WILLS Info. - Rlugowski
Subject: WILLS Info.
From: Rlugowski
Date: March 08, 2001

From OnBoard - Newsletter of the BCG
Volume 1, Number 2 (May 1995) 

Of all the documents we hope to find on people of the past, wills can be the 
most informative and the most misleading. 

Far less rigid in form and content than deeds, licenses, or bonds, wills 
offer their authors the opportunity to express themselves, their 
personalities, and their preferences and prejudices. But a willâ€(tm)s informality 
and latitude, clouded by changing customs and lexicology, can lead to 
misinterpretations and missed clues. 
As we analyze a will for latent clues, the following questions are prime: 
Is the will an “original” or a recorded copy? If it is an original on loose 

does it bear the testatorâ€(tm)s signature or mark? An actual signature or a 
distinctive mark should be preserved in our notes. Matched with others 
elsewhere, it is vital to sorting identities.

does the text flow smoothly from the bottom of one page to the top of the 
next? Does the handwriting match throughout? Loose papers are more easily 
pilfered or altered. Sheets can be removed or replacedâ€"by heirs who donâ€(tm)t 
like the terms of the original or by descendants seeking to hide information 
or “prove” certain points. 
If the will is a clerkâ€(tm)s recorded copy: 

has the original been preserved? Check it to eliminate the possibility of a 
copying error and (possibly) obtain signatures for testator and witnesses. 
Does the will begin with an oath? (e.g.: “In the name of God, Amen . . . .”) 
If so, the testator was not Quaker or did not belong to a similar religious 
body that eschewed oath-taking. 

Are “infants” or minors mentioned? If so: 

the estate may not have been settled until the last reached adulthood. 
Probates and court records should be checked for at least two decades. 
Children over fourteen might later sue for a change of guardian. Newly adult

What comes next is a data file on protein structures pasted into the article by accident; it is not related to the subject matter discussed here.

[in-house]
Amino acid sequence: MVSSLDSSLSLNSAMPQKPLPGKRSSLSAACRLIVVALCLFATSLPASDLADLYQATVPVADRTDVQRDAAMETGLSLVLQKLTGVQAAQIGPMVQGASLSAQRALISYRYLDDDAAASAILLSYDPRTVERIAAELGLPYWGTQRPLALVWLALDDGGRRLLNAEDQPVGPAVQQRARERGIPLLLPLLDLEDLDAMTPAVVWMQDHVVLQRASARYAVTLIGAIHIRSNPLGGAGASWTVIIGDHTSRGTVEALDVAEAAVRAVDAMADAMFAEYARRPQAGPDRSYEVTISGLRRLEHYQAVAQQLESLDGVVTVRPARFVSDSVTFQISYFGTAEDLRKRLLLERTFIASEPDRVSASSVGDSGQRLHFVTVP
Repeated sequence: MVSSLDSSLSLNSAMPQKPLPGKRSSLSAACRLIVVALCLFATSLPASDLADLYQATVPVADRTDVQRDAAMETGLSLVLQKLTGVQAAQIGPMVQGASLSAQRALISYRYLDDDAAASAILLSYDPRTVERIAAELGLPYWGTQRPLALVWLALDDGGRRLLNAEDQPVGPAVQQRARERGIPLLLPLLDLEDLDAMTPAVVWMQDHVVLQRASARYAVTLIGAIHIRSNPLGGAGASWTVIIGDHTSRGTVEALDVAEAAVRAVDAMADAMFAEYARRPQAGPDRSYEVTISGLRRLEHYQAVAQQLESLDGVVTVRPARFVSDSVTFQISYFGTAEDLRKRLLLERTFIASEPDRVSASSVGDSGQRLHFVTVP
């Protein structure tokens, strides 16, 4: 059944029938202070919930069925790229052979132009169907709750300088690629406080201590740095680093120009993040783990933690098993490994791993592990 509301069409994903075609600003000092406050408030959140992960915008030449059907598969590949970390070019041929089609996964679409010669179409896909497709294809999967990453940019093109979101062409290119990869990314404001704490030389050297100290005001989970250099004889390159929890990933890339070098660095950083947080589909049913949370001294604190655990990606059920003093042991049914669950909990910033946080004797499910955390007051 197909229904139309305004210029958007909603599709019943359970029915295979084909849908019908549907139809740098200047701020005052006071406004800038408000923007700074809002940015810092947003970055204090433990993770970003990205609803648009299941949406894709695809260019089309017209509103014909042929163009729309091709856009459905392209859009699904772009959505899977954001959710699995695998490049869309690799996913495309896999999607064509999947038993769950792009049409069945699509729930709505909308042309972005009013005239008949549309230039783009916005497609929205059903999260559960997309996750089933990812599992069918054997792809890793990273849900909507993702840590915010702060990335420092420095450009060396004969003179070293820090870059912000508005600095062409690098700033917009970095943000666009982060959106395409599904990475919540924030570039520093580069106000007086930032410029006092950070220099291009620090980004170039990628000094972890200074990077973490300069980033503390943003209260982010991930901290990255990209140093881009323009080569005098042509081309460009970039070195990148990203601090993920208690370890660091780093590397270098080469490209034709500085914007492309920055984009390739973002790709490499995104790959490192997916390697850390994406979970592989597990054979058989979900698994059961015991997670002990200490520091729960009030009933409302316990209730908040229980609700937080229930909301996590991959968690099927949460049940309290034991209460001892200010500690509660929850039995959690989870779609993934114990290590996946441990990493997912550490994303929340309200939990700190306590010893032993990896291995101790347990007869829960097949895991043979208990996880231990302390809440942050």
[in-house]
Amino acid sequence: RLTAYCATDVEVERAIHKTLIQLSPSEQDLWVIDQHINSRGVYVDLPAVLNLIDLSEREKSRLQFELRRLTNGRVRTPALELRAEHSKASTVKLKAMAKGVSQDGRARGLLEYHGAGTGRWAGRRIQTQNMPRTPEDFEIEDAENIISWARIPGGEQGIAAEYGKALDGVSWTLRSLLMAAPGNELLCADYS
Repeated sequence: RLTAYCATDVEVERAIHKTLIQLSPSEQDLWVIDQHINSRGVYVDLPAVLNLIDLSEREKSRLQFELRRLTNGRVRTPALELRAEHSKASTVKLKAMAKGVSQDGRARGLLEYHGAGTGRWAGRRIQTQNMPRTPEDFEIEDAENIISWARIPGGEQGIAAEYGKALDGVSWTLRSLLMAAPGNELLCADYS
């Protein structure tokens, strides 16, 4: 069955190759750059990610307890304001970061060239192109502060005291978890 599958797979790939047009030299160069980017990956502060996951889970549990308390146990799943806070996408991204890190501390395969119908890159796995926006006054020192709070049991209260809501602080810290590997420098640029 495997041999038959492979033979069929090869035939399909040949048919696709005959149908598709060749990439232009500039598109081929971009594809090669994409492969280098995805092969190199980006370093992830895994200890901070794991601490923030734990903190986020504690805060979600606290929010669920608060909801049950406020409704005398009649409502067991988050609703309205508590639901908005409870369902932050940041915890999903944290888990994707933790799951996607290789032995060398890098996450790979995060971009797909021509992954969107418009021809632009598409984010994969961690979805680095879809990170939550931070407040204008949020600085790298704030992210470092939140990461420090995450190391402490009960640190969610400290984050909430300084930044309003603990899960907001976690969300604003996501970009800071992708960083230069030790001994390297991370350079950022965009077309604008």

sons and husbands of newlywed daughters often sued for possession of 
inherited property or money. 
Also remember: 

“infants” might have been on the verge of adulthood. Legally, the term only 
meant that the person was a minor.

children “of tender age” were commonly under the age of fourteen. 

Was education willed for children prior to the mid-1800s? Outside the 
Northeast, mid-to-older teens were not likely to be schooled unless the 
family was elite. 

Does one heir receive only a token? Donâ€(tm)t assume that heir was “written out” 
of the will. Check conveyances and tax records to see if he or her husband 
received property in advance. If testator refers to such prior bequests, 
again check conveyances and property rolls. 

Does a grandchild receive a special share? If of same surname, this is likely 
the child of a deceased son or an unmarried daughter. Grandparental wills 
often favored such children because they lacked a male provider. 

Does testator state relationships to certain people? Those terms can mislead. 
Sons/daughters-in-law may be step-children. Sisters/brothers may be in-laws. 
Cousins may be any relationship past the first degree. Nephew may be 

Does the will mention debts, property, or beneficiaries in another region? 
This may be a clue to prior residence or origins. 

Are slaves manumitted? Significance can depend upon age and color of those 
freed, religious affiliation of testator, or whether testator has a living 
wife or descendants. If a master freed all slaves or willed they be freed 
after the death of his spouse, then religious scruples may be at work. If he 
freed slave children, particularly when calling them mulatto and citing their 
mother as Negro (most particularly if he names no wife in his will) then 
kinship may exist. If a slave couple or elderly slave is freed, long-term 
service is more likely to be the motivation. 

Slave names may also suggest other relatives of the testator, since the given 
names of slaves often duplicated those within the masterâ€(tm)s family. 

In general: 

pursue all witnesses, but remember: witnesses could not be heirs.

verify recording; check court actions to see whether will was contested.

do not assume a named wife to be mother of the named children.

if any heir bears the name of the person whose parents we seek, we must still 
prove these are one and the same people. 

â€"Elizabeth Shown Mills, CG, CGL 

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